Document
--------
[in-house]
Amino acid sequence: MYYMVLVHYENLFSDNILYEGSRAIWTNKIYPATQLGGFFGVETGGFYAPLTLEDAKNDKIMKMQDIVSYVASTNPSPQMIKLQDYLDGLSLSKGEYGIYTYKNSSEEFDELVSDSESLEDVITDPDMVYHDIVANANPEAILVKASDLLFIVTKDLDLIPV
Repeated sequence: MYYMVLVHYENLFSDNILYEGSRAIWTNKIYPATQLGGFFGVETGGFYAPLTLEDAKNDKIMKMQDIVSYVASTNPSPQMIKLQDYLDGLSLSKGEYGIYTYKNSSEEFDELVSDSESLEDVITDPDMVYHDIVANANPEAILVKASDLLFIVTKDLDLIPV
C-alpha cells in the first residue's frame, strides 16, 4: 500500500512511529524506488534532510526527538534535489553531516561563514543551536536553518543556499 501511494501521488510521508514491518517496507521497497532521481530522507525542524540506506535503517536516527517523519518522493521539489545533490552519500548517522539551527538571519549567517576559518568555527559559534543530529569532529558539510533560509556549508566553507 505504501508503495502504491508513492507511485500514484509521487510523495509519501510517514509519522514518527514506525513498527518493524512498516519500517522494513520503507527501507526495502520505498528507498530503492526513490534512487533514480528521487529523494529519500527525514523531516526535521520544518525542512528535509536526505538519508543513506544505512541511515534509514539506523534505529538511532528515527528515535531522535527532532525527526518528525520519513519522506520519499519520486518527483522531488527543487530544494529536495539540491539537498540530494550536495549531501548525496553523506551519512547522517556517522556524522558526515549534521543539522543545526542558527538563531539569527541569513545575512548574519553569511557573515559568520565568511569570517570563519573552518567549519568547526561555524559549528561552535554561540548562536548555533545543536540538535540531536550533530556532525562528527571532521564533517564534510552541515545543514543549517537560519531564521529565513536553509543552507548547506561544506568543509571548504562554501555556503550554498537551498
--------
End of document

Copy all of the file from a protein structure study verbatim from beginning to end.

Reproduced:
[in-house]
Amino acid sequence: MYYMVLVHYENLFSDNILYEGSRAIWTNKIYPATQLGGFFGVETGGFYAPLTLEDAKNDKIMKMQDIVSYVASTNPSPQMIKLQDYLDGLSLSKGEYGIYTYKNSSEEFDELVSDSESLEDVITDPDMVYHDIVANANPEAILVKASDLLFIVTKDLDLIPV
Repeated sequence: MYYMVLVHYENLFSDNILYEGSRAIWTNKIYPATQLGGFFGVETGGFYAPLTLEDAKNDKIMKMQDIVSYVASTNPSPQMIKLQDYLDGLSLSKGEYGIYTYKNSSEEFDELVSDSESLEDVITDPDMVYHDIVANANPEAILVKASDLLFIVTKDLDLIPV
C-alpha cells in the first residue's frame, strides 16, 4: 500500500512511529524506488534532510526527538534535489553531516561563514543551536536553518543556499 501511494501521488510521508514491518517496507521497497532521481530522507525542524540506506535503517536516527517523519518522493521539489545533490552519500548517522539551527538571519549567517576559518568555527559559534543530529569532529558539510533560509556549508566553507 505504501508503495502504491508513492507511485500514484509521487510523495509519501510517514509519522514518527514506525513498527518493524512498516519500517522494513520503507527501507526495502520505498528507498530503492526513490534512487533514480528521487529523494529519500527525514523531516526535521520544518525542512528535509536526505538519508543513506544505512541511515534509514539506523534505529538511532528515527528515535531522535527532532525527526518528525520519513519522506520519499519520486518527483522531488527543487530544494529536495539540491539537498540530494550536495549531501548525496553523506551519512547522517556517522556524522558526515549534521543539522543545526542558527538563531539569527541569513545575512548574519553569511557573515559568520565568511569570517570563519573552518567549519568547526561555524559549528561552535554561540548562536548555533545543536540538535540531536550533530556532525562528527571532521564533517564534510552541515545543514543549517537560519531564521529565513536553509543552507548547506561544506568543509571548504562554501555556503550554498537551498